What would you say to someone learning to program?

In my opinion, the hardest part is not learning a programming language, on the contrary it is the easiest part. Of course, learning to program is within everyone’s reach, with all the resources available online today, but learning to program or knowing how to do it is not the same thing as being able to make a career out of it.

Beginner’s enthusiasm is great, but it’s not enough. In fact, it’s quite possible to be a talented coder while not being cut out for the job. It sounds strange, I know, but it’s more true than you think. That’s because it’s more than just coding. You have to look at the big picture. So my advice for a beginner would be that before you get serious about it, you have to be sure that you want to and can make a career out of it.

And if you’re not quite sure you can be a good programmer, here are some signs that might point you in the right direction.

Sign #1: You lack practical creativity

Despite its heavy logic, programming is ultimately a creative art. A new program is like a blank canvas and your brushes are your languages, frameworks, libraries, etc. You are creating something out of nothing and it is a process that relies on experimental fearlessness.

Sign #2: You are not autonomous

Any good programmer must be self-motivated. When you remove all the unnecessary details, programming is basically repetitive. If you don’t have enough self-interest and ambition in the code you write, you will simply be miserable.

Your motivation for writing code must come from within. You have to love the act of coding as much as the possibility of getting away with a final product. If you don’t love the process, you’ll never get to the product.

Sign #3: You hate logical problems

Although it’s a creative project, programming is more about fixing than creating. While other creative solutions involve a process of correction (e.g., writers having to revise their drafts), programming is unique in that most of the problems that arise are based on logical errors.

This correction process, known as debugging, is the heart of programming. Are you fascinated by logic puzzles? Do you have an innate desire to fix what’s broken? And by extension, are you naturally curious about the inner workings of things? You should be able to answer “Yes” to all these questions.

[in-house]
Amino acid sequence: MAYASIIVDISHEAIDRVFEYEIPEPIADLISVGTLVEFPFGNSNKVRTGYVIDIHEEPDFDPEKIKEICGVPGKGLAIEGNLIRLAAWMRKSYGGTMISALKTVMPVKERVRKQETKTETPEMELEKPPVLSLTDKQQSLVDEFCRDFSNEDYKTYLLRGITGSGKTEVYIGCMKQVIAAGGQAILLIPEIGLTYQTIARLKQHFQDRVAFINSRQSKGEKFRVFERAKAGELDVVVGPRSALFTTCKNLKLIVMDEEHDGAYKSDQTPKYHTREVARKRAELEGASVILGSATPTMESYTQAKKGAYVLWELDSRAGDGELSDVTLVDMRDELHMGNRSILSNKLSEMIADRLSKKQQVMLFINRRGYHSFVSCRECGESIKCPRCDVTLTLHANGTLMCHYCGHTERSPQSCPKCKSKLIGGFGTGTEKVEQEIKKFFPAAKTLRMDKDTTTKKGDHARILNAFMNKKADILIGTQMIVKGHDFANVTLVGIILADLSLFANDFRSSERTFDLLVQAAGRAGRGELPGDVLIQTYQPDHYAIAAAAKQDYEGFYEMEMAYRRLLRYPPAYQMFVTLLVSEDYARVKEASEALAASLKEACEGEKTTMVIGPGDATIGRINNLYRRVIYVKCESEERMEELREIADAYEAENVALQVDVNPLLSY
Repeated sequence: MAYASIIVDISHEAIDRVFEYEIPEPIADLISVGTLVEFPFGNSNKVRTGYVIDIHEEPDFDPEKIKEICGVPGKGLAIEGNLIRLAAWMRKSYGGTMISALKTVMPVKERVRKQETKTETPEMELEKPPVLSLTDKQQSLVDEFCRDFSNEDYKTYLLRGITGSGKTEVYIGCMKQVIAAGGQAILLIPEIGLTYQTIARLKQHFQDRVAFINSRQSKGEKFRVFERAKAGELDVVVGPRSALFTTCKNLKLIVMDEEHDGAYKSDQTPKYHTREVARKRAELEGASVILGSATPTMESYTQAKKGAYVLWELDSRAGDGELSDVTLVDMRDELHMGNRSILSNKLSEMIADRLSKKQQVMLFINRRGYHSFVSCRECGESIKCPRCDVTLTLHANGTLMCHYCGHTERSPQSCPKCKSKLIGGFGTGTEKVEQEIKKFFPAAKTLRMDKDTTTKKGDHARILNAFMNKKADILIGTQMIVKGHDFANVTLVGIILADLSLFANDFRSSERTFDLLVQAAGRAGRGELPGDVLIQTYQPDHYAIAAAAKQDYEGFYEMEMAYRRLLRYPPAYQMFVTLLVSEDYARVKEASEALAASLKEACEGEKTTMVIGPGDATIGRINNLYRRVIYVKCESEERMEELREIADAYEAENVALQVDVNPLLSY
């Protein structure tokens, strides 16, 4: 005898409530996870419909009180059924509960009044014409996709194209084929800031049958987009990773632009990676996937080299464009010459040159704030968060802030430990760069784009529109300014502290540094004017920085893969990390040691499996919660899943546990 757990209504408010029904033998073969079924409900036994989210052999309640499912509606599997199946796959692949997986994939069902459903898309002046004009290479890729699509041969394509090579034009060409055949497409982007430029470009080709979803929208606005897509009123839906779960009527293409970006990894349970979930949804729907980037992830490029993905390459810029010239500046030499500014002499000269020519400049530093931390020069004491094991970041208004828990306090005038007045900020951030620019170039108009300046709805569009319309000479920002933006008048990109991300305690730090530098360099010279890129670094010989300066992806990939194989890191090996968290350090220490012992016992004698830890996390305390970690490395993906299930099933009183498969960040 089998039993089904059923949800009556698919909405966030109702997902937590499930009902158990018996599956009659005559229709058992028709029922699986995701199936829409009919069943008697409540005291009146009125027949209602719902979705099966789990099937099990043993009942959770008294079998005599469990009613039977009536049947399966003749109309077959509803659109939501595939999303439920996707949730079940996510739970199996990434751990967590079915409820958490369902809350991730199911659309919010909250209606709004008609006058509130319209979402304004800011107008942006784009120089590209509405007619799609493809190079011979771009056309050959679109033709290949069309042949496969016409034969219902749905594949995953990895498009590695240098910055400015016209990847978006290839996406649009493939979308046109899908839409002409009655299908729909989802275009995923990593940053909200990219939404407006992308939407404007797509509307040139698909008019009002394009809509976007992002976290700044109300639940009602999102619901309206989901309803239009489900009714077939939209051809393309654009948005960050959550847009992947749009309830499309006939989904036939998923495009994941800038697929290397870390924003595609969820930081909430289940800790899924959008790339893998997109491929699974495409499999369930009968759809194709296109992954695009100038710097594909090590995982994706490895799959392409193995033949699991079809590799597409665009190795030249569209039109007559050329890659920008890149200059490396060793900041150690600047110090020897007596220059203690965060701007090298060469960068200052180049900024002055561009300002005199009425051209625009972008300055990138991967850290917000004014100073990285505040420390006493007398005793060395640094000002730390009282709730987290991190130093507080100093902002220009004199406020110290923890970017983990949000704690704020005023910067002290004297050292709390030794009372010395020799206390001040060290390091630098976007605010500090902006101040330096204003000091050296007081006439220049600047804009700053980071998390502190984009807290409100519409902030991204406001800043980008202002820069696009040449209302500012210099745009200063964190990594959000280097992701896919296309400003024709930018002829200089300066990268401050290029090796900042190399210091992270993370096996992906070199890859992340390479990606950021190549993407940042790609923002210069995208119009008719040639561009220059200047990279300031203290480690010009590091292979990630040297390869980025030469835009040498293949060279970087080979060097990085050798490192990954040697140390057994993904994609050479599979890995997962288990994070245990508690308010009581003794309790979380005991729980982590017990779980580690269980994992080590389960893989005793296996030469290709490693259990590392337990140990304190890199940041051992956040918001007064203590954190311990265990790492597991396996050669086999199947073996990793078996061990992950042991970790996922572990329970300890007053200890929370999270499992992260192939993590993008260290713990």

Much of the reward in programming comes from fixing bugs. The more complicated the bug, the more rewarding it is to fix it. If you don’t find any satisfaction in that, programming will be a never-ending series of frustrations for you.

Sign #4: You can’t sit for long periods of time

The nature of programming requires you to sit in front of a computer for an extended period of time. You may be able to get around this by building a standing desk, but the essence is the same: you’re going to spend a lot of time in front of your computer.

There are some concerns about this sedentary computer lifestyle and it can lead to serious health problems if you ignore it for too long.

Ultimately, the question is: Are you comfortable in front of a computer most of your day? In fact, comfortable may not be enough; you must prefer to be in front of a computer. Otherwise, productivity and happiness are going to be uphill battles.

Sign #5: You want regular work hours

Programming careers fall into two types: 1) you work for someone else or 2) you work for yourself. Either way, it’s not uncommon to hear stories of late nights, long coding sessions, and a generally poor quality of life.

Software development is a deadline-centric industry, and deadlines don’t fit neatly into traditional 9-to-5 workdays. As deadlines approach, coding teams often enter a “time sensitive” phase defined by late night enthusiasts. Even when you’re working for yourself, you’ll need to put in many hours daily if you want to stay ahead of your competition.

In addition, programming problems tend to get stuck in your brain and follow you wherever you go. You’ll work on solutions in the shower, on your daily commute, and even in bed. Because programming often takes place in your head, compartmentalization can be difficult, if not impossible.

If you’re lucky, you may be able to find a business that doesn’t have a critical time, but I wouldn’t count on it if I were you.

Sign #6: You expect to get rich quick

There was a time when software development was a lucrative business. These days, get-rich-quick programmers are the exception to the rule. If your main motivation for being in this industry is to make a lot of money in no time, you’re disappointed.

Successes due to late nights, such as the popularity of the mobile game “Flappy Bird”, can lure us into false expectations and delusional confidence. Many people have tried their hand at independent game development in the hopes of achieving similar levels of success before abandoning the industry altogether.

Can you make a lot of money as a programmer? Sure, but it won’t be an easy road. If you want to get rich quick, you might as well play the lottery.